Trump declares ‘racism is evil’ and denounces neo-Nazis, KKK

President Trump delivered a statement from the White House on Monday explicitly condemning violent white supremacists.

“Racism is evil,” Trump said from the White House Diplomatic Room. “And those who cause violence in its name are criminals and thugs, including the KKK, neo-Nazis, white supremacists and other hate groups that are repugnant to everything we hold dear as Americans.”

“As I have said many times before, no matter the color of our skin, we all live under the same laws,” the president said. “We all salute the same great flag. And we are all made by the same almighty God.”

The comments came after Trump was widely criticized for only knocking violence from “many sides” at a white nationalist rally in Charlottesville, Va., where a car was driven into a crowd of counterpotesters, killing a 32-year-old woman and injuring 19 other people. Two Virginia state troopers were also killed when their police helicopter crashed nearby. In his initial remarks Saturday, Trump did not explicitly call out neo-Nazis, Ku Klux Klan members or other self-identified white supremacists there.

“We condemn in the strongest possible terms this egregious display of hatred, bigotry and violence, on many sides,” the president said during a previously scheduled press event at his golf club in New Jersey. “On many sides. It’s been going on for a long time in our country. Not Donald Trump, not Barack Obama. This has been going on for a long, long time. It has no place in America.”

On Sunday, the White House attempted to clarify Trump’s message, saying that the president “condemns all forms of violence” — including hate groups.

“The president said very strongly in his statement yesterday that he condemns all forms of violence, bigotry, and hatred,” read the statement issued by an unnamed White House spokesperson. “Of course that includes white supremacists, KKK neo-Nazi and all extremist groups. He called for national unity and bringing all Americans together.”

But lawmakers on both sides of the aisle blasted Trump for not explicitly condemning the white supremacists involved.

“It’s very important for the nation to hear @potus describe events in #Charlottesville for what they are, a terror attack by #whitesupremacists,” Sen. Marco Rubio, R-Fla., tweeted.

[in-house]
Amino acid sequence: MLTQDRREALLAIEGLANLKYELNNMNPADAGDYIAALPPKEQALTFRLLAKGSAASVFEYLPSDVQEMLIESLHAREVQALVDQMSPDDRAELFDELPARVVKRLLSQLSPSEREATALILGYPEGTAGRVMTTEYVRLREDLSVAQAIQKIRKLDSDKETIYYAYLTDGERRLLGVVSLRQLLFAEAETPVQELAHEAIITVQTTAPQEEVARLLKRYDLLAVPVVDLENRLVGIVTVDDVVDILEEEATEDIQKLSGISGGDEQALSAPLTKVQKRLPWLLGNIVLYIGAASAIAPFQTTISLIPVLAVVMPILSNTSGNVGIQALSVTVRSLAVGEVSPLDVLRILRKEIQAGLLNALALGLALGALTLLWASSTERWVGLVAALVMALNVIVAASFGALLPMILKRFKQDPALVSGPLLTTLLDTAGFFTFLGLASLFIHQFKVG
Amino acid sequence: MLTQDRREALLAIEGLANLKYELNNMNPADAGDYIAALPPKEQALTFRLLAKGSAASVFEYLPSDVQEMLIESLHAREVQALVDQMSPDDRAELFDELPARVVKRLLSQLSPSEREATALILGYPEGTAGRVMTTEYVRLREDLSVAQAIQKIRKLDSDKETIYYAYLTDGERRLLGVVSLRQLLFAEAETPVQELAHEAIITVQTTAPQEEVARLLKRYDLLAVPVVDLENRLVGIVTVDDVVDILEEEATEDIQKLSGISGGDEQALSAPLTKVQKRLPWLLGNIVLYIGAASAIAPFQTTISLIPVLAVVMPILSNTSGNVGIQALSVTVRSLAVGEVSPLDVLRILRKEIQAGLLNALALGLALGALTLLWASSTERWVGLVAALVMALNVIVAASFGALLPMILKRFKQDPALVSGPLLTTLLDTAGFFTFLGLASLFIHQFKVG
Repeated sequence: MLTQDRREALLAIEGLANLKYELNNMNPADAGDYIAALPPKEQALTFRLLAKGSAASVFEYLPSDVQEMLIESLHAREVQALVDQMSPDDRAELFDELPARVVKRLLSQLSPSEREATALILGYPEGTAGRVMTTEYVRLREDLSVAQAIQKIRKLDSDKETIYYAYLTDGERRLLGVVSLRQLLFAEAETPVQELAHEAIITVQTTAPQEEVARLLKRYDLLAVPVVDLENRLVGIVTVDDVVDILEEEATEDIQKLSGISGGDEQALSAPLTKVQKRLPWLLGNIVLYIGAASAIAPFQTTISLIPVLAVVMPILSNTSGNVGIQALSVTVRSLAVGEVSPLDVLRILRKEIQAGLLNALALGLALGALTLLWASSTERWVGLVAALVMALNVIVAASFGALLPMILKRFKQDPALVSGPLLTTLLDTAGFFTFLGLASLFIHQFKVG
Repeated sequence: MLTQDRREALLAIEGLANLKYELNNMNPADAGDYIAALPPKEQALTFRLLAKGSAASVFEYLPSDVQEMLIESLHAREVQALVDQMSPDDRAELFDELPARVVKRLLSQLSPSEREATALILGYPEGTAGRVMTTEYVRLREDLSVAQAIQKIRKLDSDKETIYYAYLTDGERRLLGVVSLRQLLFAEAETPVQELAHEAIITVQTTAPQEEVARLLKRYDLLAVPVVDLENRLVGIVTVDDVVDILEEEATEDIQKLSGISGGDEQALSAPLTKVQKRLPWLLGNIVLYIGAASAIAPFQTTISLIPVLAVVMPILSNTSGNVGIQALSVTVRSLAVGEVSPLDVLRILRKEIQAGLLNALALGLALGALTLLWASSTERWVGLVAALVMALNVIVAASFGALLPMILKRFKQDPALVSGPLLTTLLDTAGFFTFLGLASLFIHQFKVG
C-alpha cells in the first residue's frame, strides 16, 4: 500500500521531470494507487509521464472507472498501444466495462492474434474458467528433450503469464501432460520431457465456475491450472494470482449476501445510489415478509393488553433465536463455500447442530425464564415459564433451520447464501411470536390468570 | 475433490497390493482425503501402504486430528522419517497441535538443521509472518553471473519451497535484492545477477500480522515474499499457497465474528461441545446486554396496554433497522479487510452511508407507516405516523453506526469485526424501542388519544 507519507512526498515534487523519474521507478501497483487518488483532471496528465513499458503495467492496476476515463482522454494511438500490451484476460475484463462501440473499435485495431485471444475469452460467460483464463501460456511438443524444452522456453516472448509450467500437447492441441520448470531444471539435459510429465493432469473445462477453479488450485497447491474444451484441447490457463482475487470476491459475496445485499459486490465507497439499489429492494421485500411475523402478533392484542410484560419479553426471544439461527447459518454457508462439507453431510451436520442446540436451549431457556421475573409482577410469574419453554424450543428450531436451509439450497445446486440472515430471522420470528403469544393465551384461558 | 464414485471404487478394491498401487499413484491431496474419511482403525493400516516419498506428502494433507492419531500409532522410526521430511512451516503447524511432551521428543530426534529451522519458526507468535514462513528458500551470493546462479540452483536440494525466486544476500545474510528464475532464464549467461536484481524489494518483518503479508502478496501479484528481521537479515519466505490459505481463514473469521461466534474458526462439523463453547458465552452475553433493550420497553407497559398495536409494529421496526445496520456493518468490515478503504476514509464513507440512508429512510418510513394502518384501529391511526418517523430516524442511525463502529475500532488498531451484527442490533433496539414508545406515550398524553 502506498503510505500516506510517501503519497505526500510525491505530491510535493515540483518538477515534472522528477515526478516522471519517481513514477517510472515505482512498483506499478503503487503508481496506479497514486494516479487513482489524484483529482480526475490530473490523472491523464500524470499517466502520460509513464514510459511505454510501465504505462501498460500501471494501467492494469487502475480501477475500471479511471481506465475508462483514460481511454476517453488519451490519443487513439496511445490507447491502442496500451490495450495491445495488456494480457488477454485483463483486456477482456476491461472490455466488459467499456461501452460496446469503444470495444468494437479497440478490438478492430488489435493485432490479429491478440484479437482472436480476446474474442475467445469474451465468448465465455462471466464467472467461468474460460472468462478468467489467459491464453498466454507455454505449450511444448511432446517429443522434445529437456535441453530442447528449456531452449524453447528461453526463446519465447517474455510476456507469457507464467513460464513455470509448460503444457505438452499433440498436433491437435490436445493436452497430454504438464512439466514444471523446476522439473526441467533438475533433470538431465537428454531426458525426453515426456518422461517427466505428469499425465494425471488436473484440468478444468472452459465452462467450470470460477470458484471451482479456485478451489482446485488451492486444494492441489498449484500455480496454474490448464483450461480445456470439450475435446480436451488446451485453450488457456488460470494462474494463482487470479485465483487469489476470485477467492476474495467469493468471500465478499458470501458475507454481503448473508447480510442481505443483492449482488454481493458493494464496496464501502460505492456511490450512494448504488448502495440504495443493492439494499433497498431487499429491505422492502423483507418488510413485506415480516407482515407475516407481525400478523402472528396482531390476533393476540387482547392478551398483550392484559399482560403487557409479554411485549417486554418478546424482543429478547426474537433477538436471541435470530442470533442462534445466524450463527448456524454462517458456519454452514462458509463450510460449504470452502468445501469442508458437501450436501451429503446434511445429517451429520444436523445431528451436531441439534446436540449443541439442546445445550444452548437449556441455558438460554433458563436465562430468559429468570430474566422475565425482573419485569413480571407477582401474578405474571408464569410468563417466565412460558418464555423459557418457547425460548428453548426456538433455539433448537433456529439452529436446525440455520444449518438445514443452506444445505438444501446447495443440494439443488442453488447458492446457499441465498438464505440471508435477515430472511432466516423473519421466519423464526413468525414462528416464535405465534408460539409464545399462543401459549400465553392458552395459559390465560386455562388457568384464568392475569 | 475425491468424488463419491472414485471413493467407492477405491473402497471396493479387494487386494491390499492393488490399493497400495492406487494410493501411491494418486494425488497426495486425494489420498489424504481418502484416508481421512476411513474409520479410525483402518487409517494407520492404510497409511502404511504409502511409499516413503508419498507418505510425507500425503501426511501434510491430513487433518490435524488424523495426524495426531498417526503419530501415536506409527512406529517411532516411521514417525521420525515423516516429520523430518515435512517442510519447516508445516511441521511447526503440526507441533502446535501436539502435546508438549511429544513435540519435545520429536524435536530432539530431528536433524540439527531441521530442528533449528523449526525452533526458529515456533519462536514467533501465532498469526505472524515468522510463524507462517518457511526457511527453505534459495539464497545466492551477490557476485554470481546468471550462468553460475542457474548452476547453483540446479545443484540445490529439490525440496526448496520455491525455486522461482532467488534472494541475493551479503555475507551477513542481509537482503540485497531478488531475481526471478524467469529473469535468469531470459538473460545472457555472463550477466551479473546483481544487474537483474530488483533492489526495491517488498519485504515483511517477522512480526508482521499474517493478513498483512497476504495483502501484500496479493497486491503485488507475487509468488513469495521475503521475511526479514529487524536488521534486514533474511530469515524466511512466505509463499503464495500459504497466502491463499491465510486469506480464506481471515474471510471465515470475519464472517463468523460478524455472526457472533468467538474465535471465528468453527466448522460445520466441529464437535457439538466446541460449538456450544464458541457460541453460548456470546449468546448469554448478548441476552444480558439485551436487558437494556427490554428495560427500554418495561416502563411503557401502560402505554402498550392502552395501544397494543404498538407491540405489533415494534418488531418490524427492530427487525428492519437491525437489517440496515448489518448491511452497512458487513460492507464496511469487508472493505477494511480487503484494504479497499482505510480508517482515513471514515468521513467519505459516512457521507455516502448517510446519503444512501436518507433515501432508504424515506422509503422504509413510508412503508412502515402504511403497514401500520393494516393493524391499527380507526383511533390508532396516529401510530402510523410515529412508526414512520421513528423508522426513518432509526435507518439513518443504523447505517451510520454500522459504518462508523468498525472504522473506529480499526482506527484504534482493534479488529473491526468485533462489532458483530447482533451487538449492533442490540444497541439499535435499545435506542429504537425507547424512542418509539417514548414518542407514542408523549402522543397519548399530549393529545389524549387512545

“We reject the racism and violence of white nationalists like the ones acting out in Charlottesville,” New Jersey Gov. Chris Christie said in a statement. “Everyone in leadership must speak out.”

“Mr. President, we must call evil by its name,” Sen. Cory Gardner, R-Colo., added. “These were white supremacists, and this was domestic terrorism.”

In his statement Monday, Trump did not use the word “terrorism” to describe the car attack in Charlottesville.

A vehicle is driven into a group of protesters demonstrating against a white nationalist rally in Charlottesville, Va., on Aug. 12, 2017. (Photo: Ryan M. Kelly/The Daily Progress via AP)
A vehicle is driven into a group of protesters demonstrating against a white nationalist rally in Charlottesville, Va., on Aug. 12, 2017. (Photo: Ryan M. Kelly/The Daily Progress via AP)

Charlottesville Mayor Michael Signer said Trump bears responsibility for the violence that erupted in his city.

“Look at the campaign he ran,” Signer said in an interview with CNN’s “State of the Union” on Sunday. “I mean, look at the intentional courting, both on the one hand of all these white supremacists, white nationalists — a group like that — anti-Semitic groups, and then look on the other hand: the repeated failure to step up, condemn, denounce, silence — you know, put to bed all those different efforts, just like we saw yesterday. I mean, this is not hard.”

On NBC’s “Meet the Press,” Lt. Gen. H.R. McMaster, Trump’s national security adviser, said Trump’s denunciation of hate groups went without saying.

“When he condemned bigotry and hatred on all sides, that includes white supremacists and neo-Nazis, and I think it’s clear,” McMaster said. “I know it’s clear in his mind.”

On Sunday, Ivanka Trump, the president’s daughter and White House adviser, issued a two-part statement on Twitter denouncing the hate groups.

“There should be no place in society for racism, white supremacy and neo-nazis,” Ivanka Trump tweeted.

She added: “We must all come together as Americans — and be one country UNITED.”

Earlier Monday, before delivering his statement denouncing the KKK, Trump lashed out at Kenneth Frazier after the Merck & Co. chief executive resigned from the President’s Manufacturing Council.

“America’s leaders must honor our fundamental values by clearly rejecting expressions of hatred, bigotry and group supremacy, which run counter to the American ideal that all people are created equal,” Frazier said in a statement.

Trump promptly tore into Frazier, tweeting that his resignation will give him more time to “LOWER RIPOFF DRUG PRICES!”

In his tweet, the president did not hesitate to call out Frazier by name.

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